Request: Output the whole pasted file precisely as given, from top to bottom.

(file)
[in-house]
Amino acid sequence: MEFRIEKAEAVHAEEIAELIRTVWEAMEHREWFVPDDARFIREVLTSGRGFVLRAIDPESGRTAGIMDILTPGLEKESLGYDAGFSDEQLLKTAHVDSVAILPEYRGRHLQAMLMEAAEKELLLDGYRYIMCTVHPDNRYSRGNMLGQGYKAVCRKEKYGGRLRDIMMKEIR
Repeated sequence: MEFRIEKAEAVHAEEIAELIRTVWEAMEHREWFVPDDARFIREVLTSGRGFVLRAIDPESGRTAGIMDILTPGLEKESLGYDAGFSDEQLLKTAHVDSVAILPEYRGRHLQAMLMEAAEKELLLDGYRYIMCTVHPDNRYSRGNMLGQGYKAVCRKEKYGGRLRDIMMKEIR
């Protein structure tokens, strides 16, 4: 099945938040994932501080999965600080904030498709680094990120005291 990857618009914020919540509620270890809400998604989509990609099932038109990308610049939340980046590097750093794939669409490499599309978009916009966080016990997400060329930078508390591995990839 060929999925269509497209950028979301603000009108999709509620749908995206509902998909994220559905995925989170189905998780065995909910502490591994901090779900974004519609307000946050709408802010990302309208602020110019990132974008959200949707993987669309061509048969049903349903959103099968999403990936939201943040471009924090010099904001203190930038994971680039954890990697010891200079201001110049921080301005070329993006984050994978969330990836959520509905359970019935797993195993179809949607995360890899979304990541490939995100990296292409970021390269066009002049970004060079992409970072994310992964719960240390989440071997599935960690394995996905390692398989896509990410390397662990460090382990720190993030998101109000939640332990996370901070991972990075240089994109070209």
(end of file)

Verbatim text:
[in-house]
Amino acid sequence: MEFRIEKAEAVHAEEIAELIRTVWEAMEHREWFVPDDARFIREVLTSGRGFVLRAIDPESGRTAGIMDILTPGLEKESLGYDAGFSDEQLLKTAHVDSVAILPEYRGRHLQAMLMEAAEKELLLDGYRYIMCTVHPDNRYSRGNMLGQGYKAVCRKEKYGGRLRDIMMKEIR
Repeated sequence: MEFRIEKAEAVHAEEIAELIRTVWEAMEHREWFVPDDARFIREVLTSGRGFVLRAIDPESGRTAGIMDILTPGLEKESLGYDAGFSDEQLLKTAHVDSVAILPEYRGRHLQAMLMEAAEKELLLDGYRYIMCTVHPDNRYSRGNMLGQGYKAVCRKEKYGGRLRDIMMKEIR
């Protein structure tokens, strides 16, 4: 099945938040994932501080999965600080904030498709680094990120005291 990857618009914020919540509620270890809400998604989509990609099932038109990308610049939340980046590097750093794939669409490499599309978009916009966080016990997400060329930078508390591995990839 060929999925269509497209950028979301603000009108999709509620749908995206509902998909994220559905995925989170189905998780065995909910502490591994901090779900974004519609307000946050709408802010990302309208602020110019990132974008959200949707993987669309061509048969049903349903959103099968999403990936939201943040471009924090010099904001203190930038994971680039954890990697010891200079201001110049921080301005070329993006984050994978969330990836959520509905359970019935797993195993179809949607995360890899979304990541490939995100990296292409970021390269066009002049970004060079992409970072994310992964719960240390989440071997599935960690394995996905390692398989896509990410390397662990460090382990720190993030998101109000939640332990996370901070991972990075240089994109070209």